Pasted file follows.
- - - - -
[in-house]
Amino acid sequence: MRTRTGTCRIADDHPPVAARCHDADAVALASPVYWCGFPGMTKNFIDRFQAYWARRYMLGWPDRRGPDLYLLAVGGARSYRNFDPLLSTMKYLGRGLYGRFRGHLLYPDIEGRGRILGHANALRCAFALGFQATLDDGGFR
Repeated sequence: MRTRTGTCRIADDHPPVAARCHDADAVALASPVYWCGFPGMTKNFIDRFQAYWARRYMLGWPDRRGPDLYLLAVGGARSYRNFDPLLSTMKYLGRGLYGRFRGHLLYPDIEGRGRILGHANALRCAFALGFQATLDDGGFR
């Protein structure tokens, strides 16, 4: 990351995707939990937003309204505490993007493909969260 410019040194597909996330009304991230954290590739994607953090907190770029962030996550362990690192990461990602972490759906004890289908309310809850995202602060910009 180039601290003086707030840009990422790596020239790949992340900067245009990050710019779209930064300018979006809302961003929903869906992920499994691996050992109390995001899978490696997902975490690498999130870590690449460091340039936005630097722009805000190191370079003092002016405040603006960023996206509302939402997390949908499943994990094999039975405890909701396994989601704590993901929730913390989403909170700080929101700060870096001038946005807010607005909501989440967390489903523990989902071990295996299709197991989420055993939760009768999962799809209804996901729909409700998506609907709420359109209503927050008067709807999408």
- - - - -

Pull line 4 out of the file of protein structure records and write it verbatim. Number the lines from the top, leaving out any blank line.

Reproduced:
């Protein structure tokens, strides 16, 4: 990351995707939990937003309204505490993007493909969260 410019040194597909996330009304991230954290590739994607953090907190770029962030996550362990690192990461990602972490759906004890289908309310809850995202602060910009 180039601290003086707030840009990422790596020239790949992340900067245009990050710019779209930064300018979006809302961003929903869906992920499994691996050992109390995001899978490696997902975490690498999130870590690449460091340039936005630097722009805000190191370079003092002016405040603006960023996206509302939402997390949908499943994990094999039975405890909701396994989601704590993901929730913390989403909170700080929101700060870096001038946005807010607005909501989440967390489903523990989902071990295996299709197991989420055993939760009768999962799809209804996901729909409700998506609907709420359109209503927050008067709807999408």